Comment on this article using your Disqus, Facebook, Google or Twitter login.


Thanks for being here;
We need your help. The SpaceDaily news network continues to grow but revenues have never been harder to maintain.

With the rise of Ad Blockers, and Facebook - our traditional revenue sources via quality network advertising continues to decline. And unlike so many other news sites, we don't have a paywall - with those annoying usernames and passwords.

Our news coverage takes time and effort to publish 365 days a year.

If you find our news sites informative and useful then please consider becoming a regular supporter or for now make a one off contribution.

SpaceDaily Contributor
$5 Billed Once


credit card or paypal
SpaceDaily Monthly Supporter
$5 Billed Monthly


paypal only

.


Related Links
American Institute of Biological Sciences
Water News - Science, Technology and Politics






Share this article via these popular social media networks
del.icio.usdel.icio.us DiggDigg RedditReddit GoogleGoogle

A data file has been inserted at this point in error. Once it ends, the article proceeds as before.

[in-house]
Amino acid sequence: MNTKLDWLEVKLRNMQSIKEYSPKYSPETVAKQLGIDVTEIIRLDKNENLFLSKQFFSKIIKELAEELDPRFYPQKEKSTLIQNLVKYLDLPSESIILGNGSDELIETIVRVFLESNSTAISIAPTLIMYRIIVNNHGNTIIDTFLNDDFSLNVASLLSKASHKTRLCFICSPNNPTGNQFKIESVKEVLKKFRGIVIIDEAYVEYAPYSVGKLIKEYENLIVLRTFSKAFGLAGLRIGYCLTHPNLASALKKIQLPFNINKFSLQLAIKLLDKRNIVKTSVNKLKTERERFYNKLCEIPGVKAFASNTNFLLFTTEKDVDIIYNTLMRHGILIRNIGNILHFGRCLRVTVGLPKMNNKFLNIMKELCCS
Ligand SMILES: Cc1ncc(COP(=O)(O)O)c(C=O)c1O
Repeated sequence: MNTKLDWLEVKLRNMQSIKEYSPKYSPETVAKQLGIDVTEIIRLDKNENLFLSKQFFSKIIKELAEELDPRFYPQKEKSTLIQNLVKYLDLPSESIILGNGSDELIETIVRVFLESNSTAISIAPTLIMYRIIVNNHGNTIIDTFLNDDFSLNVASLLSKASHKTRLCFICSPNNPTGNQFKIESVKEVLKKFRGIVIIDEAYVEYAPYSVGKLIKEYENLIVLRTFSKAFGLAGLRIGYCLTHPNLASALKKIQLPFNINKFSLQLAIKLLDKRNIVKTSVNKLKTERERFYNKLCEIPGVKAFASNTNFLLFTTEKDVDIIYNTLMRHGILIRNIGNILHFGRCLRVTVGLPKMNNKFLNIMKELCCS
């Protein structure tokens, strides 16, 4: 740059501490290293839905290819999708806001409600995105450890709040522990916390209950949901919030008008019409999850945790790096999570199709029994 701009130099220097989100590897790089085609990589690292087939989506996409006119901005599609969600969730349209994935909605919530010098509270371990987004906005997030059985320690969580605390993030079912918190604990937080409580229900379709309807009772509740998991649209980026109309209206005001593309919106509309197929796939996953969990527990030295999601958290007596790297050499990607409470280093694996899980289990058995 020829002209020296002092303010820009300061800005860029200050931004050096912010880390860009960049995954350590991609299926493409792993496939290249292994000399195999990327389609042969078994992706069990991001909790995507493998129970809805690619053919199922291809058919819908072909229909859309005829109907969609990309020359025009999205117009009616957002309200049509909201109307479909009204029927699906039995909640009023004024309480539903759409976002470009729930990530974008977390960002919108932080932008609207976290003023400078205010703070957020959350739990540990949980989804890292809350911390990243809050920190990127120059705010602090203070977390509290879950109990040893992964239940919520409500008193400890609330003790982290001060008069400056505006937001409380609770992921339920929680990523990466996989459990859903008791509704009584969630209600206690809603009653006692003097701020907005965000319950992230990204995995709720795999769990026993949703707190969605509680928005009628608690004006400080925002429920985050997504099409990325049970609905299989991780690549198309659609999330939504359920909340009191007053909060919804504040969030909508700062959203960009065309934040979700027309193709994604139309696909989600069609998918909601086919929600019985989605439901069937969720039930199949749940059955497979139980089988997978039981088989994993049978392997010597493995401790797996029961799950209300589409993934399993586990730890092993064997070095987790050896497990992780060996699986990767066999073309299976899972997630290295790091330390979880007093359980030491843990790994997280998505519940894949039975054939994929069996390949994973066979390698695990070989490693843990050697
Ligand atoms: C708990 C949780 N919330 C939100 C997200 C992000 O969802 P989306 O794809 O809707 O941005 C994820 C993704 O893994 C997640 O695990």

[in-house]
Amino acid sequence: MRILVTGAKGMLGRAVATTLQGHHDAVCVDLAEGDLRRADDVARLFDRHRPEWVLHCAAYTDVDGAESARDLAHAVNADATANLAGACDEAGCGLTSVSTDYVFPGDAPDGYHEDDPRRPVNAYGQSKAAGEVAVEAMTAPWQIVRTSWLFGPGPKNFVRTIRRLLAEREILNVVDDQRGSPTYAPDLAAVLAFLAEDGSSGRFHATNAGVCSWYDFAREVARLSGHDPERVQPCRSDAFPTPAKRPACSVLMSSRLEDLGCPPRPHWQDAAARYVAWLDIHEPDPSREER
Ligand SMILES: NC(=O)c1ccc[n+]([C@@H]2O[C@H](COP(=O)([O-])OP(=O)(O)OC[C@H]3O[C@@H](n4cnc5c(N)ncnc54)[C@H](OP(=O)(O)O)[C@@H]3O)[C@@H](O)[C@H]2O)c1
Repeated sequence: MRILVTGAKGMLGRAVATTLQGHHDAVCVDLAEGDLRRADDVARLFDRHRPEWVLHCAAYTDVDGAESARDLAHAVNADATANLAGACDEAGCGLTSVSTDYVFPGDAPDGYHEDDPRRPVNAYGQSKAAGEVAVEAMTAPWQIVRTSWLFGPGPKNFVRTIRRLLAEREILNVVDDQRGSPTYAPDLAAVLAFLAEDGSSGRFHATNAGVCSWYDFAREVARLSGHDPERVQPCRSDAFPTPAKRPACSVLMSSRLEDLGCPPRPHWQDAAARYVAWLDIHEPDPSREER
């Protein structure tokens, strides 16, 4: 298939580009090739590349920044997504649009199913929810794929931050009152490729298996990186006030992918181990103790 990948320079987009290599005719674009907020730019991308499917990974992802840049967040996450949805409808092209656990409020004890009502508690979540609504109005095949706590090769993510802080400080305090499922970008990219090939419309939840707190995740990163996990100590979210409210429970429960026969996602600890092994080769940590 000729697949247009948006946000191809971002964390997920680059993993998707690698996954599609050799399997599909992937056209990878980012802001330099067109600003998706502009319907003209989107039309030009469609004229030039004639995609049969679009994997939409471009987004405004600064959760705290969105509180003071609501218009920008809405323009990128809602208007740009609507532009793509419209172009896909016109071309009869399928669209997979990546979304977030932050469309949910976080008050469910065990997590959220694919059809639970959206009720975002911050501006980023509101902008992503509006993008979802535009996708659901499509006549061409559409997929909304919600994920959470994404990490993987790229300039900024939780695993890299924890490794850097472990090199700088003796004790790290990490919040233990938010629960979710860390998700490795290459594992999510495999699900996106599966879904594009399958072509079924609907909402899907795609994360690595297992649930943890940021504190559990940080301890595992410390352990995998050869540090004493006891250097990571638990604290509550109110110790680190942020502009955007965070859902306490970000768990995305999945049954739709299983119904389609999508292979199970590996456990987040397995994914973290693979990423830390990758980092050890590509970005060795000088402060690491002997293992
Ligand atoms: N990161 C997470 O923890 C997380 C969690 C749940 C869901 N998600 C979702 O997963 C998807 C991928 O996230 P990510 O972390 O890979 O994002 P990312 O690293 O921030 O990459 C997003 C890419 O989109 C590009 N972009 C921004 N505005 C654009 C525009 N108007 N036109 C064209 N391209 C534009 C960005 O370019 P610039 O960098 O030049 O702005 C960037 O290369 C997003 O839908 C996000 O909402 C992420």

Previous Report
WATER WORLD
Ocean acidification can also promote shell formation
Amsterdam, The Netherlands (SPX) Jan 31, 2017
More carbon dioxide (CO2) in the air also acidifies the oceans. It seemed to be the logical conclusion that shellfish and corals will suffer, because chalk formation becomes more difficult in more acidic seawater. But now a group of Dutch and Japanese scientists discovered to their own surprise that some tiny unicellular shellfish make better shells in an acidic environment. This is a completely ... read more


WATER WORLD
Leidos receives CBRNE simulation task order

Hollande urges Trump to 'respect' principle of accepting refugees

Climate change drove population decline in New World before Europeans arrived

Rich? Scared about the Trumpocalypse? Try New Zealand

WATER WORLD
New white paper reviews latest support for Redefinition of the Kilogram by 2018

A new approach to 3-D holographic displays greatly improves the image quality

UCLA physicists map the atomic structure of an alloy

Facebook's Oculus ordered pay $500 mn in suit on stolen tech

WATER WORLD
A closer look at what caused the Flint water crisis

Controlling electron spin makes water splitting more efficient

Marine ecosystems show resilience to climate disturbance

High price of shrimp linked to water pollution: study

WATER WORLD
Coal mine dust lowers spectral reflectance of Arctic snow by up to 84 percent

Coal mine dust accelerates snow melt in the Arctic